Yesterday at Hunter Hills we wrapped up a series on the book of Galatians. As Paul is gliding to an end of this impassioned letter, he gives us one last glimpse of what’s at the center of the gospel: the cross and the community created as a result (i.e., New Creation).
Sometimes we get bogged down in the details of Paul’s arguments and theology, and we seem to miss the climax of his letters. For example, I remember plenty of sermons about Romans 1-12, maybe 13, but I don’t remember any from the remaining 3 chapters. It’s as if we get there and think, “Well, Paul is just giving a few one off statements and sending greetings. Nothing to see here. Move along.” But, the more I read Romans and Paul, the more I think Romans 15:7 is the climax. All of his deep theology and arguments lead to this: “Welcome one another, therefore, just as Christ has welcomed you, for the glory of God.” That’s it. You want to be spiritual? You want to be a part of God’s world? Then welcome one another.
I see the same thing in Galatians. There are deep thoughts about the Law and faith, Hagar and Sarah, Issac and Ishmael, circumcision versus uncircumcision, and it all drives to these simple points: “Faith expressing itself in love”, “Serve one another”, “Carry one another’s burdens.” In other words, let your communal life reflect the reality of God’s New Creation. Let your communities be formed in the way of the cross; the way of selfless love.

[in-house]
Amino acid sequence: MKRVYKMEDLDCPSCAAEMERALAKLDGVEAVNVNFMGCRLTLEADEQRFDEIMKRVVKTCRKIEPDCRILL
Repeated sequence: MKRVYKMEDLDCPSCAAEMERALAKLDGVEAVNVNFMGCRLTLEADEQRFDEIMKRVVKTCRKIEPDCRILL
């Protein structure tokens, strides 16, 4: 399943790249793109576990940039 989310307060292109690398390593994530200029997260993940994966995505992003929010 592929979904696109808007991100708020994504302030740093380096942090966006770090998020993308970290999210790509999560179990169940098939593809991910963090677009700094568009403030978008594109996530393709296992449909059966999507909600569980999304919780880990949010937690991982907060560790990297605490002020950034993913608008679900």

You want to be a “radical follower of Jesus”? It’s really quite simple: love God, love your neighbor as yourself.
So, the real key here is, as we said yesterday, “Don’t talk about it, be about it.” And that’s why I’m writing this. I want to remind my church family, and invite any others reading this, to join us in “being about it”. We are working this week to pick 3. That is, 2 people in the church (not your best friends!), and 1 who is not a member of a church (preferably a neighbor), and we are going to live out this “one another” life that Paul describes. We are going to seek to be people of New Creation. Pick 3, and find a way to “serve one another”, “forgive one another”, “carry one another’s burdens”, “encourage one another”, “love one another”, etc. You determine what this looks like. You don’t have to evangelize and baptize a neighbor. It can be quite simple. It could be an encouraging note, baking bread for a neighbor, cutting someone’s grass, forgiving someone…you get the idea.
This week, let’s be about it. Let’s love God, and love our neighbor as ourselves. And Paul says in Galatians when we do this, we fulfill the Law of Christ. Sounds like good news to me.